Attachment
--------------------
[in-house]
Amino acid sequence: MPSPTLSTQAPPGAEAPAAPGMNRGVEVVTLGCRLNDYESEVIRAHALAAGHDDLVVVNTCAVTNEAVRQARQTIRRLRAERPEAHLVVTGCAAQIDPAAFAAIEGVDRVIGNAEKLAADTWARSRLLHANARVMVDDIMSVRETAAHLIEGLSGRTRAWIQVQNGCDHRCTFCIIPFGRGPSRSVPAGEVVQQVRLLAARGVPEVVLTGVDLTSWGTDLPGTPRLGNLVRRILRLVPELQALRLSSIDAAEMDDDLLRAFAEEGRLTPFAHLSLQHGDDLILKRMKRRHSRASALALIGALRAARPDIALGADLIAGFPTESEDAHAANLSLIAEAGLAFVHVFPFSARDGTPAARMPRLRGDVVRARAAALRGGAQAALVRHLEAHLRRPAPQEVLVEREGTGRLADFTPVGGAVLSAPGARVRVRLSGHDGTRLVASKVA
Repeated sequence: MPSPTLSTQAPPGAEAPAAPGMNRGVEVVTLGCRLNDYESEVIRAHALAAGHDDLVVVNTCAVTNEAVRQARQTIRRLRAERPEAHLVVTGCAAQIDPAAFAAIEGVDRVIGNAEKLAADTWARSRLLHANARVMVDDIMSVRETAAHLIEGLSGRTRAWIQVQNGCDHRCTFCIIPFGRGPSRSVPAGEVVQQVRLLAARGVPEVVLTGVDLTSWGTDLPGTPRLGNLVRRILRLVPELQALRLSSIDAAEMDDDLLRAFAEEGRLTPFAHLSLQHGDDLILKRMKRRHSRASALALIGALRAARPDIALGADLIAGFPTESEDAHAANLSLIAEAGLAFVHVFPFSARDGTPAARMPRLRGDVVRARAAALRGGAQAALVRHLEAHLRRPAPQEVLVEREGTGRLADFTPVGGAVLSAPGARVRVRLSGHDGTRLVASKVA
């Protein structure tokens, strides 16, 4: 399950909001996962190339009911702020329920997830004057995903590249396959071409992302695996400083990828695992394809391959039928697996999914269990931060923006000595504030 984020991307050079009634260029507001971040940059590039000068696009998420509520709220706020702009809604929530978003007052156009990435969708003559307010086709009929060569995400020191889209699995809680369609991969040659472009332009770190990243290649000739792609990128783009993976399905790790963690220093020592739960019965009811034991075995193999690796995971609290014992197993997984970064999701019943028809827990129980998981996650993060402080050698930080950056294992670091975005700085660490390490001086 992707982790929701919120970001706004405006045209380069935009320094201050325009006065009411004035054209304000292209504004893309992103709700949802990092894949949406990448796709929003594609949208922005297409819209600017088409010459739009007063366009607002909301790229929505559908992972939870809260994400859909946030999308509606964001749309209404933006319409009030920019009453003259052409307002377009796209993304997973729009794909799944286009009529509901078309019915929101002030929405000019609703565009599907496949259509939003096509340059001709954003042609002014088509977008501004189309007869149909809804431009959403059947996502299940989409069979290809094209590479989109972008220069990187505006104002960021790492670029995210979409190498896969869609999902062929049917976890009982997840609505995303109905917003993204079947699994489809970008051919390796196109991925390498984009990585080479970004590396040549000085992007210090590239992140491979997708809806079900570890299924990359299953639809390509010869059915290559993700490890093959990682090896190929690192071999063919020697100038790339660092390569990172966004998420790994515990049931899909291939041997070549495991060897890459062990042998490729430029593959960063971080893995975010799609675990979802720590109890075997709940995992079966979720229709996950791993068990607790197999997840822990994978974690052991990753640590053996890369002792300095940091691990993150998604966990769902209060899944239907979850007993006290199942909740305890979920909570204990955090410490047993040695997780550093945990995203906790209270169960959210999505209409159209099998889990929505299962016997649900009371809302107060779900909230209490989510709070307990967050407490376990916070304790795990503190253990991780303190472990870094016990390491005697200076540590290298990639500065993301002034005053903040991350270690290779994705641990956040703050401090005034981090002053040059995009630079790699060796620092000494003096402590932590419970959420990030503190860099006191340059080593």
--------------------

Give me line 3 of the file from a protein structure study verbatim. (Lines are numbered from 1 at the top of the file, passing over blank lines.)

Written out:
Repeated sequence: MPSPTLSTQAPPGAEAPAAPGMNRGVEVVTLGCRLNDYESEVIRAHALAAGHDDLVVVNTCAVTNEAVRQARQTIRRLRAERPEAHLVVTGCAAQIDPAAFAAIEGVDRVIGNAEKLAADTWARSRLLHANARVMVDDIMSVRETAAHLIEGLSGRTRAWIQVQNGCDHRCTFCIIPFGRGPSRSVPAGEVVQQVRLLAARGVPEVVLTGVDLTSWGTDLPGTPRLGNLVRRILRLVPELQALRLSSIDAAEMDDDLLRAFAEEGRLTPFAHLSLQHGDDLILKRMKRRHSRASALALIGALRAARPDIALGADLIAGFPTESEDAHAANLSLIAEAGLAFVHVFPFSARDGTPAARMPRLRGDVVRARAAALRGGAQAALVRHLEAHLRRPAPQEVLVEREGTGRLADFTPVGGAVLSAPGARVRVRLSGHDGTRLVASKVA